And what about that cinematography? I mean seriously, I couldn’t follow much of the action at all in this film, and much of the plot was obscured by too much heavy Russian accent I could not comprehend or was just simply non-sensical. During any of the heavy action sequences, all cameras went hand held, and the shutter was dialed up to a dizzyingly high rate and the results are extremely dissatisfying and nearly vomit inducing. Though not as bad as what I experienced during the recent Red Dawn remake, I did get just a bit motion sick here and there, and that does not happen often to me. It is, simply put, bad cinematography, bad choreography, and bad filmmaking. It’s a bunch of cheap tricks employed to make the film feel actiony instead of actually infusing it with action. There’s no sense of space or sense in the action, and when I say this, I mean it is a far worse attrocity than the average post-Bourne series shakycam driven action sequence. This is shakycam explosion porn.

And the hard to follow-ness of the film doesn’t just end with the choreography, there were a lot of times when the sound mix overpowered the vocals so much that I could only hear half of what was being said, and usually it sounded like at least semi-important plot points I was missing.

And what happened to McClanes cleverness? In past films, not only was McClane unafraid of pain and suffering to accomplish his goals, but he was also clever. But not here. Guns, running, car chasing is all you get, no clever way to solve any problems.

Whither the Villain?

There’s also a confusing villain hierarchy in this film and on the one hand, it kind of works — I didn’t quite see all the angles coming that were brought about, but I also found it just a bit hard to follow, as with many plot points of the film.

First there’s the guy we think is going to be the main focus as a villain, Alik. It is obvious the filmmakers are trying to make him the type of guy that revels in violence and loves the free-for-all style. But it really didn’t work well at all. And when John McClane, in his comparatively tiny SUV pulls up beside Alik in the big army truck and barks out “Remember me?” you wonder if you missed some part of the film’s backstory, or if something was cut that would have made that line make sense.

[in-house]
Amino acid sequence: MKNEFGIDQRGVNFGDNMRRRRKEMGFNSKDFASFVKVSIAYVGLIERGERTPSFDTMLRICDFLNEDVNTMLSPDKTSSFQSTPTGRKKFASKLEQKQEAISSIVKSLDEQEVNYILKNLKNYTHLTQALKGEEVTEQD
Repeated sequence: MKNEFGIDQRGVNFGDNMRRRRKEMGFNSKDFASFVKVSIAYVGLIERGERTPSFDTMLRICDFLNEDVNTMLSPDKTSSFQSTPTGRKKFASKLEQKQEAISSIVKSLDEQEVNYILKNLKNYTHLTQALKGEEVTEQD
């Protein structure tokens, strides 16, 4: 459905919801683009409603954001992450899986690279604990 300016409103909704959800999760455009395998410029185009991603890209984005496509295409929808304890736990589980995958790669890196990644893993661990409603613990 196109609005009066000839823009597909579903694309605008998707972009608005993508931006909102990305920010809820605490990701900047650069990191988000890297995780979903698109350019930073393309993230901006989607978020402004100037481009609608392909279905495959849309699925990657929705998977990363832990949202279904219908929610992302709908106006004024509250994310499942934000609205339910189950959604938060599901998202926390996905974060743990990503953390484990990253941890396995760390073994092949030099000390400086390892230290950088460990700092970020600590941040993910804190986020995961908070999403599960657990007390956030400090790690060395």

Then there’s the Russian Defense Minister who seems to be the larger focus of the plot. If he carries out whatever plan of his it is that I could not quite decipher, then it’s apparently bad juju for the Americans.

There’s Irina, daughter of who we think is the good guy Russian dude, Komarov, who has some nebulous file that will incriminate the defense minister. She turns on daddy apparently, and seems to be in charge of the bad guys at times.

Then there’s Komarov, who’s angle and plot were probably the most easily followed in the film. His angle is to get back to Chernobyl, where he left a pretty big pile of weapons grade uranium he would like to have back so he can be an evil and filthy rich dude.

John Jr.

If Live Free or Die Hard was about John coming to terms with his daughter Lucy, at least to some extent, then this film is about reconciling John and John Jr. But not much time is taken on developing that and I would have liked to see more. And in fact, I wished that Lucy and Justin Long’s Character from the previous film who doesn’t even appear in this film, Matt Farrell, had somehow had a larger role to play. As it is, this is about John and John Jr., and the whole rest of the cast that we don’t know in any way.

What do you really think TJ?

This film is a disapointment on so many levels and I certainly cannot recomend catching this in the theater. Go rent the original Die Hard and spend your night at home instead, it’s a far better film (plus, the popcorn is far cheaper and you can butter and salt it to your specifications).